Apart from being a cause of complications such as facial palsy, mastoiditis, brain abscess and labyrinthitis, CSOM is a major cause of acquired hearing impairment, especially in developing countries.1Educational, vocational and social problems are some of the problems that stem from hearing impairment. Other problems include impaired speech and language development, poor academic performance and poor social interaction.1

2. Materials and Methods

This study was a hospital based cross-sectional descriptive study conducted in the ENT outpatient clinics at the university Teaching Hospital (UTH) and Beit Cure Hospital (BCH) which are situated in Lusaka, Zambia. Ethical approval was obtained from the KNH-UON Ethics Research Committee in Nairobi, Kenya; ERES (Excellence in Research and Science) Converge Ethical and Research Committee in Zambia; and from the aforementioned Hospitals. The sample size of 103 CSOM patients inclusive of 10% attrition was determined by the Yamane formula (1967:886)10 with a precision error of 5%. The study group was as described under the section 2.1 below. The collection of materials for laboratory analysis and susceptibility tests have been described in section 2.2 and 2.3 respectively.Quality control was a continuous process throughout the study to maximize validity and reliability of the findings of the study. Measures that were put in place included the use of trained health professionals; aseptic techniques in collecting specimen;internal quality assessment of the procedures in the laboratory.

2.1. Study Group

The respondents were patients of all age groups who had actively draining CSOM (using WHO CSOM definition)and were attending the outpatient ENT clinics at UTH or BCH. They were patients who were not on any antibacterial and anti-fungal medication (at least in the last 2 weeks before participating in the study) and did not have any known immunosuppressive diseases. These were patients who consented or for whom a legal guardian had consented to participate in the study.

2.2. Bacterial Isolation

Using an aseptic technique (outlined below) pus discharge from the participants discharging ears was collected by the principal investigator within the ENT clinic on the first day of contact before any topical or systemic antibiotics or anti-fungal medication was started. Using sterile gloves (after washing hands with soap) under direct visualization with good lighting, and under microscopy for the majority of the patients, a sterile swab was passed through a sterile aural speculum placed in the EAC (to avoid contamination from the skin of the auditory canal) and then advanced to the middle ear or the inner two-thirds of the EAC to collect pus specimen. The sample obtained was put in a swab transport tube that contained a transport media and then labeled with a unique patient identifier and sent to the UTH microbiology laboratory. In the laboratory, by the laboratory technician, the specimens collected were inoculated on sheep Blood Agar, MacConkey's media, and chocolate agar media to culture aerobic bacteria. Anaerobic blood agar incubated in an anaerobic jar was used to culture anaerobic bacteria. Fungi were cultured on Sabouraud´s dextrose agar. The culture plates were incubated at 37°C for 24-48 hours. Owing to the fact that anaerobes grow slowly compared to aerobes, anaerobic culture plates were incubated for up to 7 days to allow for anaerobic bacterial growth. Isolates from the culture plates were identified Using gram staining, colony morphology, catalase, coagulase, oxidase and biochemical strips. Lactophenol cotton blue was used for final identification of fungal growth.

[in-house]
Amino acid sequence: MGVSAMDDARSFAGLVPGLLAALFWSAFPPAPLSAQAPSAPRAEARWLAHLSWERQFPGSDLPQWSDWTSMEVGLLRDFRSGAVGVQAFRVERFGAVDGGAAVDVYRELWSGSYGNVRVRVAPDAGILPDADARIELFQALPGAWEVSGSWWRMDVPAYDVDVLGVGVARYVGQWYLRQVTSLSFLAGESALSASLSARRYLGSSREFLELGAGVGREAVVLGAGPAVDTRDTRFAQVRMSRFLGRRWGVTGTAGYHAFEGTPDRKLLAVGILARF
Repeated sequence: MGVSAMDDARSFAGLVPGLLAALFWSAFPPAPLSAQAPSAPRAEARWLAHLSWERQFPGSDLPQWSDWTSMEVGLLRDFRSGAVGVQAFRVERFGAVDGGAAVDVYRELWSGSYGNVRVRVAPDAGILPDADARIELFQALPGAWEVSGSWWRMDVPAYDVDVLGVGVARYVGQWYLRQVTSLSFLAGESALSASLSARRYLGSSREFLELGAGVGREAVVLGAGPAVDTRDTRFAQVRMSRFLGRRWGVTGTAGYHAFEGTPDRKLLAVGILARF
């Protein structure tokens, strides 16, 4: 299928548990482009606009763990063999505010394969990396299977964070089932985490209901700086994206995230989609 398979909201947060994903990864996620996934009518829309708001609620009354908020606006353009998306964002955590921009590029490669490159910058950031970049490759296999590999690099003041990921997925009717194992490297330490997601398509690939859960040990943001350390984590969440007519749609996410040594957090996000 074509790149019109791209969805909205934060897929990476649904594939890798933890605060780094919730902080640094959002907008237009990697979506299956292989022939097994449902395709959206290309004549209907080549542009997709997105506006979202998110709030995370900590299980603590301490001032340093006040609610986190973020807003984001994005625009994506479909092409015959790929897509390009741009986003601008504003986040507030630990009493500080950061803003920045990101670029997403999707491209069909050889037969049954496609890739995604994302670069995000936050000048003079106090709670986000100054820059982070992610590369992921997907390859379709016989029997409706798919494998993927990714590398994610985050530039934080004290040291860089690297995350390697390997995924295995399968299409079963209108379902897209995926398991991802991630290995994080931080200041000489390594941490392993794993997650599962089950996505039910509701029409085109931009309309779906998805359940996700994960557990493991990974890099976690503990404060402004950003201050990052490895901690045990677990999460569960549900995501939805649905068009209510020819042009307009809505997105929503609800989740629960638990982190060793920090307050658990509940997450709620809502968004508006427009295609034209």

2.3. Antibiotic Susceptibility Testing

Antimicrobial susceptibility tests were done on Mueller-Hinton agar using disk diffusion method as described by Kirby-Bauer. The antimicrobial agents tested were: tetracycline (30μg), chloramphenicol (30μg), gentamicin (10μg), ciprofloxacin (5μg), cotrimoxazole (25μg), ceftriaxone (30μg) and amoxicillin-clavulanate (10μg), meropenem, oxacillin, ceftazidime, cefoxitin, cefotaxime, ampicillin, and penicillin. Susceptibility data were interpreted according to Clinical and Laboratory Standards Institute (CLSI, 2015) by the microbiologist.

2.4. Statistical Analysis

Descriptive statistics were done using percentages of proportions, mean and standard deviation; Chi-square tests were done to establish relationships between variables using SPSS (Statistical Package for the Social Sciences) version 21.

3. Findings

3.1. Demographic Characteristics and Clinical Findings of CSOM Patients

A total of 100 CSOM patients were studied. The age range of the study patients was 6 months to 68 years. Of the patients studied, 33(33%) were children under the age of 18, while 67(67%) were adults. The mean age was 24.5(±18.0) years. The majority of the patients with CSOM in this study,81(81%), resided in peri-urban areas which are associated with a low socioeconomic status. Other demographic characteristics of the respondents are as shown in Table 1.

Of the patientsstudied 59(59%) had unilateral CSOM while 41 had bilateral CSOM which gave a total of 141 ears that were analyzed. Central perforation was the most common type of tympanic membrane perforation seen in 119(84.4%) ears, of which 43(30.5%) where subtotal. Attic perforations were seen in 2 (1.4%) ears and marginal perforations in 9 (6.4%) ears as shown in Table1.Granulation tissue was present in 20(14.2%) and cholesteatoma in 17(12.1%).